Today’s Question Time was a pretty spiteful affair that hid the fact that it was rather limpid. The attack from the opposition on the RSPT petered out to nothingness and their targeting of Julia Gillard over the Building the Education Revolution spending only allowed her to show all that she is easily the best performer from either side of the house.
It started with a long hop from Tony Abbott to Rudd on the rising costs of living. He said he asked it on behalf of working families. This of course gave Rudd an easy segue way into Work Choices and how beloved that was by those very same working families. The question also allowed him free reign to reel off every election commitment they had delivered – such as the education tax rebate, the childcare rebate, the teen dental plan etc etc. By the end it seemed like Rudd was answering a Dorothy Dixer.
The Libs didn’t ask Rudd another question until Question 19, when they asked him a question of the BER. It was an odd question since it should have been directed to Julia Gillard, but that was in keeping with the spirit of the day, where there were five questions on the BER, and Chris Pyne the Shadow Education Minister only got to ask one – and that was the last one.
Rudd’s answer to Pynes question was actually quite good. He was fiery and seemed pretty pumped up. But then he started mentioning all the chippies and tradies who would have gotten work through the scheme, and so caught up in the moment was he that he had one of his common verbal slip ups when he again mentioned the tradies but this time he included chalkies. The opposition roared at his mistake of including teachers among those who have got work through the Building the Education Revolution scheme. Rudd did quickly recover to say that teachers throughout Australia welcomed the scheme, as did principals, and students, and parents, but his momentum was lost.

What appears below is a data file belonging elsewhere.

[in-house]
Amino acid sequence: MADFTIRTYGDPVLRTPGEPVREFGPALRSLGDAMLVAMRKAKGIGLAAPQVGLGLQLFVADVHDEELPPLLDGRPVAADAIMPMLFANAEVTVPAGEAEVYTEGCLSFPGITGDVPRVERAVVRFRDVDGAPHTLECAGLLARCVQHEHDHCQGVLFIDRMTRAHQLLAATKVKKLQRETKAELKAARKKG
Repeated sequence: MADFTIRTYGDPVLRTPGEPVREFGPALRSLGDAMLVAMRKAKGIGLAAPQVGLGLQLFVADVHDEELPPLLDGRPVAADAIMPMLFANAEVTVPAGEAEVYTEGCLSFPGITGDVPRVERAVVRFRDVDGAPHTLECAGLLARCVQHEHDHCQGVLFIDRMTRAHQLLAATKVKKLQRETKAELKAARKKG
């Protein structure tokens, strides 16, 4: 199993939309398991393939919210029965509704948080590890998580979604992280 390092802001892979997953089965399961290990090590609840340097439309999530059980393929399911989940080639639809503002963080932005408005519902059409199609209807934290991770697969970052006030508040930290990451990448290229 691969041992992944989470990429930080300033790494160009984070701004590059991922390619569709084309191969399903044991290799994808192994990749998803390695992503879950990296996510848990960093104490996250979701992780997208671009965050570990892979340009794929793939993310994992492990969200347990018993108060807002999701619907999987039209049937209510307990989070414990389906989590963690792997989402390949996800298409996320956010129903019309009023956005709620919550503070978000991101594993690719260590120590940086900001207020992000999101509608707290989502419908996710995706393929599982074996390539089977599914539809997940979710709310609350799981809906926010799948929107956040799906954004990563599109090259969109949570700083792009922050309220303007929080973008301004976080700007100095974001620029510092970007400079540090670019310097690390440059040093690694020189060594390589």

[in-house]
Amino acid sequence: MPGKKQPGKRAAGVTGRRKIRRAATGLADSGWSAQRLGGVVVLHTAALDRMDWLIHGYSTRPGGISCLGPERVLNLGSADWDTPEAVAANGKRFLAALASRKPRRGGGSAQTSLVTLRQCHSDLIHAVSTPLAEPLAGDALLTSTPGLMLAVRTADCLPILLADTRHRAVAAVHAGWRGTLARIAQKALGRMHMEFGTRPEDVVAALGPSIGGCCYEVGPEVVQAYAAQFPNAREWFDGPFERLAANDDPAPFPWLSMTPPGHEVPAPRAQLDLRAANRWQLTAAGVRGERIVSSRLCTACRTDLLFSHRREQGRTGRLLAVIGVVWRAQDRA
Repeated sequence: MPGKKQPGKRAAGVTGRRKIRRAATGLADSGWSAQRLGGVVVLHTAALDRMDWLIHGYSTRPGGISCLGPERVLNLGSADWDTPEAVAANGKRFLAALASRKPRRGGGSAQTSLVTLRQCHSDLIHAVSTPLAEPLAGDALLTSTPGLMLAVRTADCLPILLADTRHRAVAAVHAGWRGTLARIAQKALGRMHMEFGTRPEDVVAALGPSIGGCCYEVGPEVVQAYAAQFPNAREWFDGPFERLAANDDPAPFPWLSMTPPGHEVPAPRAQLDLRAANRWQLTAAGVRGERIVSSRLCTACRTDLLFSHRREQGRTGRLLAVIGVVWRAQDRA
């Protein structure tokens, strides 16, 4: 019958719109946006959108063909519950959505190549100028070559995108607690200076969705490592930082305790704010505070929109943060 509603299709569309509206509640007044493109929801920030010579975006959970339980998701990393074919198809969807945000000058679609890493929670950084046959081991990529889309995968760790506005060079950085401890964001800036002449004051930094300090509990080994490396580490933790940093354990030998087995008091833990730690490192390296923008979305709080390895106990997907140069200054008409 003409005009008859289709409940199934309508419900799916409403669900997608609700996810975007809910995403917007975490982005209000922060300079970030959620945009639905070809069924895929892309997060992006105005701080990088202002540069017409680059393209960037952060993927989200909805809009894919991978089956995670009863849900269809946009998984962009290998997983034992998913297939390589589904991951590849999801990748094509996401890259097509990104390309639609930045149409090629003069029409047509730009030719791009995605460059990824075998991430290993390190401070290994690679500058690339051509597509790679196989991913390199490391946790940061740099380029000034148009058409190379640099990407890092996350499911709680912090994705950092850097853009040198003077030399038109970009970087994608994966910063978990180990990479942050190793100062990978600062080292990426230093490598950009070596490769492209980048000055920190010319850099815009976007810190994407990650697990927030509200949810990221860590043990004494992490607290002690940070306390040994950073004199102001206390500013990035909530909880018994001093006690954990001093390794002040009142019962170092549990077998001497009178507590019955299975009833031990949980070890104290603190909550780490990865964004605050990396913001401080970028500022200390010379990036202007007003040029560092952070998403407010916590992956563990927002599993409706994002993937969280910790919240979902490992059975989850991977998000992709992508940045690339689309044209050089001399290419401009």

But this too was in keeping with the spirit of the day because after the first question to Rudd, the opposition switched tactics to Wayne Swan. Joe Hockey asked Swan about the pie charts included in his May 9 Economic Note. Hockey wanted Swan to confirm that the Treasury had given his office the data, but that his office had done the pie charts themselves. Rather foolishly in my opinion Swan ducked the question and instead said he stood behind everything in the note – though he did later state, “The economic note was from my office”. Before stating this he did let fly a pointed bard saying “You always laugh when Joe is asking you about pies”.
He had to withdrawal, which is only right given the crap about his weight that Kim Beazley had to put up with throughout his career. But the fact is, as with Kim and his ‘lack of ticker’, Hockey has been fitted pretty easily with the moniker of “sloppy Joe” – a phrase which while it doesn’t directly mention his weight, certainly plays to his physical appearance. But that is as it always has been in politics – Howard was “little Johnny” even though he was taller than Hawke, Keating was the “undertaker”, Peacock had to cop it for his “suntan”. Doesn’t mean we should applaud it though (says he using Homer Simpson for the second time in a week to represent Hockey!)